Source: Michael Kahn, Curbed Atlanta
Memorial Drive stretches straight eastward from downtown Atlanta, extending beyond the edge of the city to the Perimeter. While the corridor has long been a hub of industry, the character is quickly changing as developers leverage the area’s proximity and accessibility to the heart of the city—and attractions such as the Atlanta Beltline.
So it’s imperative that someone helps coordinate all of the development. That person is Greg Giuffrida.
Giuffrida has served as the Memorial Drive Corridor Executive for Central Atlanta Progress for 18 months, helping set the vision for how Memorial Drive moves forward.
An on-again, off-again resident in Atlanta since he was six years old, Giuffrida has a master’s in City and Regional Planning from Georgia Tech and has lived in Reynoldstown and Ormewood Park for nearly a decade.
We met up with Giuffrida to get the lowdown on the Memorial Drive corridor for this installment of Field Note Fridays.
CURBED ATLANTA: Memorial Drive is rapidly transforming, with an array of new mixed-use projects and housing going up along its length. What has the process been like since you got involved?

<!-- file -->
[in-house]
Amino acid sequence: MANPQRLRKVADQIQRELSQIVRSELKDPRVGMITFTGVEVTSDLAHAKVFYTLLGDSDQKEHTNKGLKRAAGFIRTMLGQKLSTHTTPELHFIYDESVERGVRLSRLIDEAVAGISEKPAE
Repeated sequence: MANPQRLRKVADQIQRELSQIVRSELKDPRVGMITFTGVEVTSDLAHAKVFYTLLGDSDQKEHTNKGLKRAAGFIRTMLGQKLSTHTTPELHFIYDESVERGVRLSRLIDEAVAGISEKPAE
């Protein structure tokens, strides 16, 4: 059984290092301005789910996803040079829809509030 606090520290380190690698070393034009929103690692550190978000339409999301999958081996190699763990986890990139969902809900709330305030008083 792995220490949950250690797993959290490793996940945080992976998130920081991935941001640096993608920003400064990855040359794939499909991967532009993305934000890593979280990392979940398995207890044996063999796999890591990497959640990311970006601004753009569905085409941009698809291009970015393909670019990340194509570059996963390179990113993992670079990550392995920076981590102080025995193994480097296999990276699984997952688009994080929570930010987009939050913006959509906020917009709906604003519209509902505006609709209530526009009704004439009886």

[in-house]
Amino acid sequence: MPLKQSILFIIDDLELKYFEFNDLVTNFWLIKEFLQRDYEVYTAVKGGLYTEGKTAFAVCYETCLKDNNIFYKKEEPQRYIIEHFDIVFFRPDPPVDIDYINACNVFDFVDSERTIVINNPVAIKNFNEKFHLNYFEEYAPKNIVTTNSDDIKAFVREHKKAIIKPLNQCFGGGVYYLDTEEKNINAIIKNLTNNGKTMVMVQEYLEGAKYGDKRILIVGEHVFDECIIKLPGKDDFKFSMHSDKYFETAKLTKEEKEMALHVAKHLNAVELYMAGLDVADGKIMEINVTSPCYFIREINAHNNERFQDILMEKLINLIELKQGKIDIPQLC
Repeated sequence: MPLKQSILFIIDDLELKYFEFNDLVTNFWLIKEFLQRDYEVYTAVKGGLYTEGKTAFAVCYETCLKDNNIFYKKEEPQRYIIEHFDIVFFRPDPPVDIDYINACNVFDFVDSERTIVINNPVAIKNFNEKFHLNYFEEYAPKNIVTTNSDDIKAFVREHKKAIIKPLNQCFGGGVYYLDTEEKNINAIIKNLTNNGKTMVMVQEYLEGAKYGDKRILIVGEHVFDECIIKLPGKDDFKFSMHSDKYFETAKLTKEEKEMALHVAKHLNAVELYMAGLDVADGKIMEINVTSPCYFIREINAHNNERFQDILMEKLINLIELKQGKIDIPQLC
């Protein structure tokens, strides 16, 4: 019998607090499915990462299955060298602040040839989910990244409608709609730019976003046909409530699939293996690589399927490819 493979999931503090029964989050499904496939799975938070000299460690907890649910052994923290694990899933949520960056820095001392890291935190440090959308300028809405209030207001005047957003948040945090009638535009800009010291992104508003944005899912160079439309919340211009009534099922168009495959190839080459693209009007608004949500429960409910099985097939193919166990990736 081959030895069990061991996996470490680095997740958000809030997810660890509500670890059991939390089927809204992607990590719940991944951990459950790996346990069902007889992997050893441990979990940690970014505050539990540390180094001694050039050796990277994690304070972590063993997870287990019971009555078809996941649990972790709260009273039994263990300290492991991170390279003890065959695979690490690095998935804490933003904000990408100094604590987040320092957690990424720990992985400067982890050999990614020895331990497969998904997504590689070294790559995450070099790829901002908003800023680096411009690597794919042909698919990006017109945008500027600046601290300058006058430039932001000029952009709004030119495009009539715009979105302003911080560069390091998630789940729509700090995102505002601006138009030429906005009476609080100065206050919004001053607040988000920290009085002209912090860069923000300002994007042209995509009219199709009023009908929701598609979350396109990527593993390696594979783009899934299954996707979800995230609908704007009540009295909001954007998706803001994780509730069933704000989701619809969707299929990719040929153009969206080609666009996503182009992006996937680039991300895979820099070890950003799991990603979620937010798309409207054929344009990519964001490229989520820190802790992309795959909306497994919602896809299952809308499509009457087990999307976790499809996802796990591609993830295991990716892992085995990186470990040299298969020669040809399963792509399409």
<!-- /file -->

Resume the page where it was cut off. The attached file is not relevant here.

GREG GIUFFRIDA: Extremely busy. I first became involved as a graduate student working on the “Imagine Memorial” study commissioned in Fall 2014 by Councilmember Natalyn Archibong and led by former Atlanta Planning Commissioner Mike Dobbins. I stayed involved after that study was completed and worked with various stakeholders to create a full-time role to carry on the work.
One thing some folks don’t realize is how far back ideas for the Memorial Drive Corridor go. Much of what’s happening right now is being built on decades of organization and advocacy by residents, business owners and elected leaders like Councilmember Carla Smith. The combination of the real estate recovery, the Beltline, and some wider demographic trends have accelerated development, but the framework has been in place for at least a decade. Now we’re trying to make sure we build a safer, more effective corridor that supports this growth.
CURBED ATLANTA: The growth is changing the character of the corridor immensely, with many industrial spaces that have been in the area for generations being forced out. What are the consequences of this?
GIUFFRIDA: You would have to ask each property owner whether they felt “forced out.” Some of the properties have been vacant or underused for years, waiting for the right offer. Some are making a straightforward economic decision to sell for a profit and relocate. Keeping industrial jobs within the city is essential to having a diverse economy with good-paying jobs for a range of people. That’s where tax abatement, grants, loans, job training, and other tools from Invest Atlanta and other agencies can be useful. But those tools can’t always change the math. Some property owners are going to sell.
Read the complete interview at the link above.